Montana is also home to a vast number of rivers which not only afford some awesome fishing to natives and tourists alike, but also serve as a source of electricity to help provide power wherever needed. Some of these are the mighty Clark Fork River, the Missouri River, the Yellowstone River and the Blackfoot and Bitterroot Rivers. All of these larger sources of water as well as the many smaller rivers and streams are of major importance to Montana not only as a source of hydroelectricity, but also for farming as well. The largest natural fresh water lake west of Lake Michigan is located in Montana and is called Flathead Lake. This and other man made reservoirs are an essential part of the state’s recreational credits, too.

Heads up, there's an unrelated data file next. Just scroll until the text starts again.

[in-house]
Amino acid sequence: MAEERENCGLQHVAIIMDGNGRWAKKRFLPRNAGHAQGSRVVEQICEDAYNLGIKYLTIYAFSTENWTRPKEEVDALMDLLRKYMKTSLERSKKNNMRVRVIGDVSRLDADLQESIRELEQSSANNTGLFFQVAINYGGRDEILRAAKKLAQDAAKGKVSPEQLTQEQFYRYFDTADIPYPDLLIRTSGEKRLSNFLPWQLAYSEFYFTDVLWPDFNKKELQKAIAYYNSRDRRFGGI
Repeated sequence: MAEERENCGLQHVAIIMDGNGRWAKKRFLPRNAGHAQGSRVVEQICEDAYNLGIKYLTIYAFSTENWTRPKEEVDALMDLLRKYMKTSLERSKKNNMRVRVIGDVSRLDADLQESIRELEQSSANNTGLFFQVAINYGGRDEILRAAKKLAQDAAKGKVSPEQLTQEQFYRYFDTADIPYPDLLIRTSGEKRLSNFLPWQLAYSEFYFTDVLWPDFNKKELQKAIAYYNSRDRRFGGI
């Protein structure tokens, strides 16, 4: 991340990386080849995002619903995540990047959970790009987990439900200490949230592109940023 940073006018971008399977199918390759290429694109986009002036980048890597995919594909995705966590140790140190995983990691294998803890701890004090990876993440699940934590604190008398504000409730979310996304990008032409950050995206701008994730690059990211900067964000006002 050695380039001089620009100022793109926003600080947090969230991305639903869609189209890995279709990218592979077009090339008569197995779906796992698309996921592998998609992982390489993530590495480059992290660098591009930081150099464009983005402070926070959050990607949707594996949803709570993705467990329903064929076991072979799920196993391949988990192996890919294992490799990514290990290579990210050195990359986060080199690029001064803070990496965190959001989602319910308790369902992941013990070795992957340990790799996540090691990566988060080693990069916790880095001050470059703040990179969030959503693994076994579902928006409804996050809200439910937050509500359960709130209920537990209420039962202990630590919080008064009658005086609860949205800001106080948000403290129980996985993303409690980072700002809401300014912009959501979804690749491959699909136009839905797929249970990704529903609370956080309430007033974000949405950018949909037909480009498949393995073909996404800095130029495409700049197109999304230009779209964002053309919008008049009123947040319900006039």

As with all of the United States, Native Americans were the first inhabitants of Montana. These included such groups as the Crow, the Cheyenne and the Blackfeet. Some of the lesser known factions included the Assiniboine, the Gros Ventres, the Pend d’Oreille and the Kalispel people. Today there are many Native American reservations located within the borders of Montana. Some of these include the Blackfeet Indian Reservation located east of Glacier National Park and borders Canada to the north, the Northern Cheyenne Indian Reservation which is located about 100 miles east of the 1876 Battle of Little Big Horn site, and the Rocky Boy’s Indian Reservation also located in northern Montana about 40 miles south of the Canadian border. Montana was the location where the Native American’s staged their final stand to keep their land. This occurred near the present day town of Hardin and was a monumental event in history between the standoff of the United States government and the Native Americans.